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Post-War Britain

A Visit To Lancashire

 Very tired, I strolled out of London Road Station, Manchester. Its tall grim buildings lent small contrast to the litter-ridden streets. It was cold, and grime hung to every wall. Not yet 7 a.m., and already the streets were cluttered with people—or are these workers people? Early bent with age, the sickening look of lifelong servitude clouds their faces; old macs, lifeless trousers, and a quick walk; working automatons, fed and kept to make a profit for their bosses.

 At that early hour cars were still asleep and their wealthy owners turned weary heads around soft pillows. Crowded buses filled the roads and as if to pack them tight, bicycles long past their age of safety cut everywhere between them.

 Later, as my train pulled out of Victoria Station, I realised how little changed was Manchester. There seemed to be small concern about the slump which was gnawing at its guts: 100,000 on short time, 30,000 dismissed.

Editorial: This Dishonest Election

 This General Election will be remembered as one of the most dishonest of modern times. Elections are fought round two main issues, the past performance of the government that has given up office and the promises each party makes for future action if elected. Sometimes, though rarely, a newly elected government genuinely believes that its programme will bring great benefits to the workers who have elected it. That was true of the Labour Party in 1945, but it is not true to-day.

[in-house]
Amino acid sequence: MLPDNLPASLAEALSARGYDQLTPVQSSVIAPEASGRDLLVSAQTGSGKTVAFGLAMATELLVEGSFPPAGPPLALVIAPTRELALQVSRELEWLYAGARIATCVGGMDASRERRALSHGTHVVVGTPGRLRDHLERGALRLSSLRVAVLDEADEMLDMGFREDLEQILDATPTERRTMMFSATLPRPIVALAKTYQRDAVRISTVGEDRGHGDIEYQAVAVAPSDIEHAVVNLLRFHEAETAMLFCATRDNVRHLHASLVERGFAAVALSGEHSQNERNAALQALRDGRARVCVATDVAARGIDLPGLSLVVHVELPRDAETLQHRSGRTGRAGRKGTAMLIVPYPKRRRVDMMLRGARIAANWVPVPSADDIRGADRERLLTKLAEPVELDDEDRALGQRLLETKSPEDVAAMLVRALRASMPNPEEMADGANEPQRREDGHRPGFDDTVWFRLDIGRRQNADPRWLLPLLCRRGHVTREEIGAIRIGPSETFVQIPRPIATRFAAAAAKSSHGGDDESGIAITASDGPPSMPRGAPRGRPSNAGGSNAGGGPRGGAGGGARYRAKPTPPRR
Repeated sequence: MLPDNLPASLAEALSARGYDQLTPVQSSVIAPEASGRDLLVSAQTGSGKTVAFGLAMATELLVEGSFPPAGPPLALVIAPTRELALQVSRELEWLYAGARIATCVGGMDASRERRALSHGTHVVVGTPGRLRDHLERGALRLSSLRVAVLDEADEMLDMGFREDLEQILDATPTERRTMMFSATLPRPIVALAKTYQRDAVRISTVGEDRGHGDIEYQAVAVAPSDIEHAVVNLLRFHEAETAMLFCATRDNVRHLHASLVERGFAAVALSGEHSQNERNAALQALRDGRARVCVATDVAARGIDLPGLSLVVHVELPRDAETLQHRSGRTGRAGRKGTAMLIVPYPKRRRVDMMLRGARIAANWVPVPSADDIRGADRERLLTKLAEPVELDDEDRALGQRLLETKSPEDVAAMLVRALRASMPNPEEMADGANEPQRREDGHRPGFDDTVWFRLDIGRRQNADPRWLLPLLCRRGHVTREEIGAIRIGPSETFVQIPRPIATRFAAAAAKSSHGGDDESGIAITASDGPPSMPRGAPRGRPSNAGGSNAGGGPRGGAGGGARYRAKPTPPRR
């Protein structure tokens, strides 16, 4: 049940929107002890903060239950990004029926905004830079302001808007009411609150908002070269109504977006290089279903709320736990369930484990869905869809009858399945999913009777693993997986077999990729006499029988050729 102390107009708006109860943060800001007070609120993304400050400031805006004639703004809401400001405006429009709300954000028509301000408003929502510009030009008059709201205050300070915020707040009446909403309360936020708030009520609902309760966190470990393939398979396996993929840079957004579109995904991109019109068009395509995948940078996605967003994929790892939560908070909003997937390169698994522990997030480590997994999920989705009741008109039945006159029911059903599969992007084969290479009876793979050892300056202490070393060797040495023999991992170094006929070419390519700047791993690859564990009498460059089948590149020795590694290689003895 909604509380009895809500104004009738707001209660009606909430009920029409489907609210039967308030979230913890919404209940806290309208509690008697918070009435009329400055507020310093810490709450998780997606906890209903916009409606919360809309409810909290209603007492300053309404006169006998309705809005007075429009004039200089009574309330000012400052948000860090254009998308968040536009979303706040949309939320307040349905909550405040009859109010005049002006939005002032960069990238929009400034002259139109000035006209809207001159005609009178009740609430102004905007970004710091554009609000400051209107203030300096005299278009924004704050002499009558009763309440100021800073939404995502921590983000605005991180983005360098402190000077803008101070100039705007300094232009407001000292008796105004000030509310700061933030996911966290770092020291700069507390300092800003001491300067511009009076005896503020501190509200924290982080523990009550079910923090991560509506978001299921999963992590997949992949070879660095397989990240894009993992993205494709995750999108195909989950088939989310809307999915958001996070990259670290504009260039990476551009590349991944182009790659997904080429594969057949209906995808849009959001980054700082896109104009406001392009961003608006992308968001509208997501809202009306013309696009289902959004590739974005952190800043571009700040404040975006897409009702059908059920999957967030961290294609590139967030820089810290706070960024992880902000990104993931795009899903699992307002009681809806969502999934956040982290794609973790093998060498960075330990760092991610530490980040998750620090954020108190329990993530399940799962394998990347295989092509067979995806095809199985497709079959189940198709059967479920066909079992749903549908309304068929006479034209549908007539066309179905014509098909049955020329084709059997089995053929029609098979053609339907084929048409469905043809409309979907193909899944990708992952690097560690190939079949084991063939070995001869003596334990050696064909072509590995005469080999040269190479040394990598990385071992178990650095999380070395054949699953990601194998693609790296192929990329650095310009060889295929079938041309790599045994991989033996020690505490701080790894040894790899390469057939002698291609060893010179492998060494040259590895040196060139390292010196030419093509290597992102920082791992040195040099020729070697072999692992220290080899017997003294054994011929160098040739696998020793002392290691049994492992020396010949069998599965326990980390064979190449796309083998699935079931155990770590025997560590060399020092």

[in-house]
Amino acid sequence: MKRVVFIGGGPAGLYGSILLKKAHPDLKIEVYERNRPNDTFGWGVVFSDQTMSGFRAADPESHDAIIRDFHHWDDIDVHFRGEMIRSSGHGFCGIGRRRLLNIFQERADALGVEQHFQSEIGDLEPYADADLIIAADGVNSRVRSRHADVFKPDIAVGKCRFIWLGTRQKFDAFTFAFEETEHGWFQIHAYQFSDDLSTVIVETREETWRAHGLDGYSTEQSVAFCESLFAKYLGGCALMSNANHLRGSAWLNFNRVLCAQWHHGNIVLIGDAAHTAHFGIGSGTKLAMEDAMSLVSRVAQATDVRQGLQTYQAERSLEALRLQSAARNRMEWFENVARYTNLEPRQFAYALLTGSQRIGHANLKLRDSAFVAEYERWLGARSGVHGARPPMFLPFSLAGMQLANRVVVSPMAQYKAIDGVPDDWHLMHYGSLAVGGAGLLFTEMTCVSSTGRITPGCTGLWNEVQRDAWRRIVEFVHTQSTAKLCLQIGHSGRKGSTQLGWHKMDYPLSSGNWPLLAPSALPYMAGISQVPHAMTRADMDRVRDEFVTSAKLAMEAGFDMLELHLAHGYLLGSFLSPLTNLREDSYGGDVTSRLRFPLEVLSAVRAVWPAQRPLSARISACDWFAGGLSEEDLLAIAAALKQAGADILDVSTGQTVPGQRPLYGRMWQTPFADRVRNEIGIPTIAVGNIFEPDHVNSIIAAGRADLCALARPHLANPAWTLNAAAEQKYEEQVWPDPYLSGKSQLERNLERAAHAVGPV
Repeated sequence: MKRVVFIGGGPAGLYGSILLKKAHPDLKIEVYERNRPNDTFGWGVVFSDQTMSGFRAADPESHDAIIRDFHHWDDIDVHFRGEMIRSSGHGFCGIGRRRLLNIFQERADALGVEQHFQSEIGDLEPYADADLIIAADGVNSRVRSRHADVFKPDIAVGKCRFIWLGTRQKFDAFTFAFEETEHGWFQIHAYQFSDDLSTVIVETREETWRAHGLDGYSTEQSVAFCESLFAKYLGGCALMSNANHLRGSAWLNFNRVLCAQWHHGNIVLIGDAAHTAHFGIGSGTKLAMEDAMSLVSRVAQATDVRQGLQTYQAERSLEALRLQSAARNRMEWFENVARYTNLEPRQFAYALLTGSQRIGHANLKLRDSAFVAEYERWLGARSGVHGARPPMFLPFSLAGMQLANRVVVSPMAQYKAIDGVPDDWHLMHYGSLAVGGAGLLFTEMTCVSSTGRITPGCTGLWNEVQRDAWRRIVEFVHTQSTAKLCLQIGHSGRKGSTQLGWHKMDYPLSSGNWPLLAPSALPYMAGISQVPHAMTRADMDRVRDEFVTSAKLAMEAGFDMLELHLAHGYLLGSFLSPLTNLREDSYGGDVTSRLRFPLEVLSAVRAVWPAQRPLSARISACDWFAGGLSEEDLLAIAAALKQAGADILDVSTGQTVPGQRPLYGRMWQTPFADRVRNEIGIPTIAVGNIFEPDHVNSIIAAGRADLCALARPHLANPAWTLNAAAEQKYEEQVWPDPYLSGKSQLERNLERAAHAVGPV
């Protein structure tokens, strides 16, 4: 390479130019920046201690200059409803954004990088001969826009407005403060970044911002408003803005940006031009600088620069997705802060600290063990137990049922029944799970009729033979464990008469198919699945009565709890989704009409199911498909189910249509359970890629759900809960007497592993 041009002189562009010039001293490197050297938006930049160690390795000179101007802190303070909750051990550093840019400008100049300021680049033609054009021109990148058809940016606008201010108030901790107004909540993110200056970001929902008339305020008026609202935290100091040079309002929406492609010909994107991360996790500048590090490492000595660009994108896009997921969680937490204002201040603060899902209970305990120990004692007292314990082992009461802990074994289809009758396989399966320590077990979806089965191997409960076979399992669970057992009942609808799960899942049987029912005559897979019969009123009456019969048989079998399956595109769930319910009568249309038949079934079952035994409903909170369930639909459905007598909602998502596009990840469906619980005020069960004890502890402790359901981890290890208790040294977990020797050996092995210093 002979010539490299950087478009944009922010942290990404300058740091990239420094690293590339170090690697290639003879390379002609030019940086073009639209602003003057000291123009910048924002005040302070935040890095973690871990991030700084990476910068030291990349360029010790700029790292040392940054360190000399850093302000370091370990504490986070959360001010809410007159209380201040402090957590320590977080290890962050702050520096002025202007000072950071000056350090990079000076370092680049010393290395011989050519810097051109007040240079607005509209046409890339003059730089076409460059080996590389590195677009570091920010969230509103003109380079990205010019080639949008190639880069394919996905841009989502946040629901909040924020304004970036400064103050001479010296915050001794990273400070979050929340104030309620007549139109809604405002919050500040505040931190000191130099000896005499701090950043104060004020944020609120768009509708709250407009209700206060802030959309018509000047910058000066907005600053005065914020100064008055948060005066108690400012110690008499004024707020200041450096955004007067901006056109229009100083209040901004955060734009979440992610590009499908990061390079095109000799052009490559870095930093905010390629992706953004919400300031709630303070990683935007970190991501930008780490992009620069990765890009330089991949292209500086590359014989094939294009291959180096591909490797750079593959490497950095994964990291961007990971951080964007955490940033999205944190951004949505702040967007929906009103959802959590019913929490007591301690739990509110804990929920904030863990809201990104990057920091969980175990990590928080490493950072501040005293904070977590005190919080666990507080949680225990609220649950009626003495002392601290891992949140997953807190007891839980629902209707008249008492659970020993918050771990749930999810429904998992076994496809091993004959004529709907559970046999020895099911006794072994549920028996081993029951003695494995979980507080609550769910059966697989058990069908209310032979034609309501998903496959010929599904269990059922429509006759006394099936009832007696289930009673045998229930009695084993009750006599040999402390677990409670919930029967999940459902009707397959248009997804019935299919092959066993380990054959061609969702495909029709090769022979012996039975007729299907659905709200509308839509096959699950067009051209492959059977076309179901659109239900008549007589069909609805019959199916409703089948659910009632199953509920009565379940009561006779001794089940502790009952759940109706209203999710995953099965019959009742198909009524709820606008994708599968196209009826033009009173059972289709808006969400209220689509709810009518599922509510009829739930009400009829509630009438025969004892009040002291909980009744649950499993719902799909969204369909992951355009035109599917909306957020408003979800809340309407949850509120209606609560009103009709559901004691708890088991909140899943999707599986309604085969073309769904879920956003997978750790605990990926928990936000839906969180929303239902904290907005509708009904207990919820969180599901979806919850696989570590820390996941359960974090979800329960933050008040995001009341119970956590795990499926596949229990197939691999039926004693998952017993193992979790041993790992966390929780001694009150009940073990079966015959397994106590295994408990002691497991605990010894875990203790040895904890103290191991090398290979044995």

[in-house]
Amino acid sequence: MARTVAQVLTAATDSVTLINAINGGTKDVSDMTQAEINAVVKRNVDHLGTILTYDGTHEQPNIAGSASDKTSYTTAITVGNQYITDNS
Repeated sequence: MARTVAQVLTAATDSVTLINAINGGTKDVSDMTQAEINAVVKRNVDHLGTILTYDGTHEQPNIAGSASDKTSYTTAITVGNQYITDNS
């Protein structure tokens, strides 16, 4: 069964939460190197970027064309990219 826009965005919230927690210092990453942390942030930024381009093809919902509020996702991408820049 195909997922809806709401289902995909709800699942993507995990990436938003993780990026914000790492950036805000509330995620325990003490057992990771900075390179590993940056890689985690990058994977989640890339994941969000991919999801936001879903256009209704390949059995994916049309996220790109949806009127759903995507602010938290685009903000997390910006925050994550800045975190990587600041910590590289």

Review: The Festival of Britain

In 1947 the British Government decided to inaugurate a series of celebrations and displays to commemorate the centenary of the Great Exhibition of 1851. The various entertainments and exhibitions spread over Great Britain all through the centre months of this year are the result. The centrepiece of this festival is the exhibition now staged on the south bank of the River Thames at Waterloo, London. The guide book to The South Bank Exhibition, issued by H.M. Stationery Office, claims that this exhibition is “neither a museum of British culture nor a trade show of British wares." It would be more true to say that it is not an ordinary museum and not apparently a trade show.

Laugh With Mr. Morrison


 Mr. Morrison is fast giving Politics a definite entertainment value. Time and favourable circumstances may yet link him with A. P. Herbert in the dual role of fellow M.P. and fellow humourist

 To show we do Mr. Morrison no more than bare justice, consider a statement from his speech at Birmingham, Oct. 26th, “That the Labour Party does not propose to abolish the profit motive” (Observer, 28/10/46). Compound this with his repeated assertion that the Labour vote was a Socialist vote and there is concocted the rich, ripe, fruity humour that a Socialist is one who believes in the common ownership of the productive sources operating through production for use and based on the profit motive. One can almost visualise the pages of Marx’s “Capital” curling up at their edges with laughter.

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